A Word document that was never the last word

Each day Renee would contact as many as 30 departments to update her list of who was on call. She would then distribute a Word document calendar to each Emergency Department by email and fax. Hard copy call schedules were printed and posted manually on bulletin boards in various locations for the staff— and were ripe for being taken down when someone needed to find a physician, and not rehung. Other times, paper call schedules were simply overlooked.

Sometimes multiple changes occurred within hours as physicians traded on-call days and responsibilities. The situation was even more confusing if Renee wasn’t notified, or the changes occurred after “Medical Affairs” business hours, or over the weekend. The resulting inaccuracies in the posted schedules often sent Emergency Departments scrambling to find the right physician.

For example, Ashel Kruetzkamp, who manages the Emergency Department at St. Elizabeth Edgewood (which averages more than 175 patient visits a day), says, “A patient might come in with a fractured arm and we’d call the orthopedic physician only to find out that he or she wasn’t on call that day, and we didn’t get the change on the new schedule,” she says. “We’d get a lot of requests to change who was listed as on call.”

Laying the groundwork made for a seamless transition

Michele said it took some time to realize a better solution was right in front of them: St. Elizabeth Healthcare had used PerfectServe for years to manage physician-to-physician and nurse-to-physician communications.

“Even though we were one of the early users of PerfectServe, there were some things we weren’t using it for because of legacy behaviors,” Michele says. “We were looking for ways to increase utilization of the app, and we thought of our call schedules.”

The first step was getting the Emergency Departments to buy in on the idea of automating the call schedules. “Physicians and nurses have gotten used to going to the computer because of the EMR—it’s familiar to them,” Michele says, indicating the timing was right for eliminating an obsolete, paper-based process. “We gave a lot of advance notice and laid the groundwork. We talked to them about data integrity, which is really important to clinicians—knowing that the information they’re getting is accurate. And they appreciate knowing that the physician they’re going to wake up at 2 a.m. is the right doc.”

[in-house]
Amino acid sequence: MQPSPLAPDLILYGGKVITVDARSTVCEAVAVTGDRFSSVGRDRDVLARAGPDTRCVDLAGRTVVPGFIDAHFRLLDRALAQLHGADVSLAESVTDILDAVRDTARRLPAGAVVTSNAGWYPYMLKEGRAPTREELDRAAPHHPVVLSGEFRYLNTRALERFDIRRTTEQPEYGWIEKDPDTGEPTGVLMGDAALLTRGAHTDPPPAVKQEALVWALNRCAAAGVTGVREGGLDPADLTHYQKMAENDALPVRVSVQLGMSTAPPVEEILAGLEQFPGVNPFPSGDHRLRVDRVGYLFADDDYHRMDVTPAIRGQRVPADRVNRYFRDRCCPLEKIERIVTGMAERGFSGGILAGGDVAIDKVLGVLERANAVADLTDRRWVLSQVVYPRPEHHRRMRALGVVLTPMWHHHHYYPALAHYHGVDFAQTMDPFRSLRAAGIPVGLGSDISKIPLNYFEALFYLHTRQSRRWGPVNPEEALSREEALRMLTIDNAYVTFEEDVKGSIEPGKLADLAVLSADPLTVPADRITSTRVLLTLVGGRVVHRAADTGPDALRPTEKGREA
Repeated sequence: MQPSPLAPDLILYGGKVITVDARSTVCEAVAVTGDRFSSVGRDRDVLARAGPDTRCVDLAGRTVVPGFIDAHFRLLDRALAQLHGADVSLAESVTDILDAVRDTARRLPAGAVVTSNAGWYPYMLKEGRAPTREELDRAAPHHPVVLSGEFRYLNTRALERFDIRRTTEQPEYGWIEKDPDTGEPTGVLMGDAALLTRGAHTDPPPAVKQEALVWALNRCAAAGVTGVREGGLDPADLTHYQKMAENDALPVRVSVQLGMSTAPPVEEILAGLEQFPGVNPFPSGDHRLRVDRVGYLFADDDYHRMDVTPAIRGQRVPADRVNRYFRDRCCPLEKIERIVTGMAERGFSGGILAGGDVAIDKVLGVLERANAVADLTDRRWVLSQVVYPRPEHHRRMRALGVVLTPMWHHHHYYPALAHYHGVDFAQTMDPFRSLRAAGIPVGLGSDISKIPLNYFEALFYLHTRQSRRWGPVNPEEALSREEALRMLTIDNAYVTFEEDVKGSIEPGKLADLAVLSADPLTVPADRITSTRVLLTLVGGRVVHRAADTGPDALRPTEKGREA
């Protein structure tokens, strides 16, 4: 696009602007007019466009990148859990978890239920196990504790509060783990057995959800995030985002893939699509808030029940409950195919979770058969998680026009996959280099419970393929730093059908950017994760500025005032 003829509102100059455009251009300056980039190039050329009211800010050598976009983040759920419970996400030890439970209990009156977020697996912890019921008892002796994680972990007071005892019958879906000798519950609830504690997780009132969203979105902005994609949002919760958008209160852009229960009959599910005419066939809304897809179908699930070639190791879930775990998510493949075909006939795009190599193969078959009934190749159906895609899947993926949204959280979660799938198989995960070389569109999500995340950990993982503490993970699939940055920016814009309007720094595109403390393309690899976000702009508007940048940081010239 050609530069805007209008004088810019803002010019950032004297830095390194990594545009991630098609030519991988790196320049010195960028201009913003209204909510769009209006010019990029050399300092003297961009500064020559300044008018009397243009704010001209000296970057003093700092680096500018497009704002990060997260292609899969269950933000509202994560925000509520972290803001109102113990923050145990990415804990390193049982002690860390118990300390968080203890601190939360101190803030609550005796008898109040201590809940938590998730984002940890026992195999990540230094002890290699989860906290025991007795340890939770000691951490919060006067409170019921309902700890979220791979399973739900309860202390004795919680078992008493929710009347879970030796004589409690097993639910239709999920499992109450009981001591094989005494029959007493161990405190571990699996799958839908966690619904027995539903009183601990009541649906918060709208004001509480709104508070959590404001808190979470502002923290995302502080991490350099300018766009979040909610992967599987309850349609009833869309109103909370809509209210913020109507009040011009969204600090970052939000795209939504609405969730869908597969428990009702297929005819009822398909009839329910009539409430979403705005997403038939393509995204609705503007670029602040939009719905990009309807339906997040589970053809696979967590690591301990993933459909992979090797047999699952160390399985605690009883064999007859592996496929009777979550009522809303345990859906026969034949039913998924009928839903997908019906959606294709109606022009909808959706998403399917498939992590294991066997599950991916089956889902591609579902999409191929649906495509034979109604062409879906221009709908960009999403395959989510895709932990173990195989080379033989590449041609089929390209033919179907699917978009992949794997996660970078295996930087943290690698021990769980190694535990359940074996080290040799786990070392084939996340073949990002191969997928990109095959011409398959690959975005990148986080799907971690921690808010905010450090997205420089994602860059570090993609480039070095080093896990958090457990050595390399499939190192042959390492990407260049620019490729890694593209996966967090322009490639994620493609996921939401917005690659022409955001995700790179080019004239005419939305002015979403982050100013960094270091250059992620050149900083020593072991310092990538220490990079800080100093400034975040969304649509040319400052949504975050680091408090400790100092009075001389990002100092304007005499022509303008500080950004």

With this reassurance, the ED managers were quick to embrace the idea.

“What was most compelling about the PerfectServe solution was that it would speed up the time it took to contact a provider,” Ashel says. “We would be able to respond to schedule changes in real time, and everyone was very receptive to that.”

With several months of careful preparation and ongoing communication, the team at St. Elizabeth Healthcare was primed for a smooth transition. “I was surprised that it was such a non-event,” Michele says. “It was pretty seamless. Everyone just embraced it.” Ashel agrees, saying, “Having real-time, accurate call schedules to reference makes everyone’s job easier.” She reports that all the ED managers are pleased with how the solution was rolled out, and how it’s working. Most telling, she says, is that “there have been no complaints at all.”

Real-time schedules at their fingertips

Renee is even more enthusiastic about the results. Although physicians still sometimes swap on-call duties without informing administration, any last-minute changes are documented and updated in real time. Rather than needing to rely on Word documents and email, any user in PerfectServe can see who the right on-call doctor is by using the mobile or desktop application. Michele says, “Nurses on staff have access to the schedules in PerfectServe as well. We’re providing all our staff with the ability to see who’s on call for the ED—from anywhere in hospital—and it’s always up to date.”

“Everything is real time in PerfectServe, and it’s just fantastic,” Renee says. “In the past the docs couldn’t get to their emails or see the posted updates. Now, all the ED locations have up-to-date information at their fingertips.” Even more rewarding is that some providers have requested access to their call schedules via the PerfectServe mobile app, so that they can make any “after hours” or “weekend” changes to their group service call. They appreciate that this technology is now available to them.

Patients and care team members all benefit from process improvement

Everyone agrees that the most important impact is on patient care and timeliness. “[Using PerfectServe] cuts down on the guesswork—calling the wrong doctor and then tracking down the right information,” Ashel says. “The time savings is obviously beneficial to the patient.”

While the medical staff at St. Elizabeth Healthcare was already using PerfectServe for clinical communications, using the tool to automate call schedules for the ED further increased adoption across the board. “Since rolling out the automated ED call schedule, more physicians also have downloaded the PerfectServe app to their cell phones,” Michele says. “Usage rate is phenomenal and continues to grow.”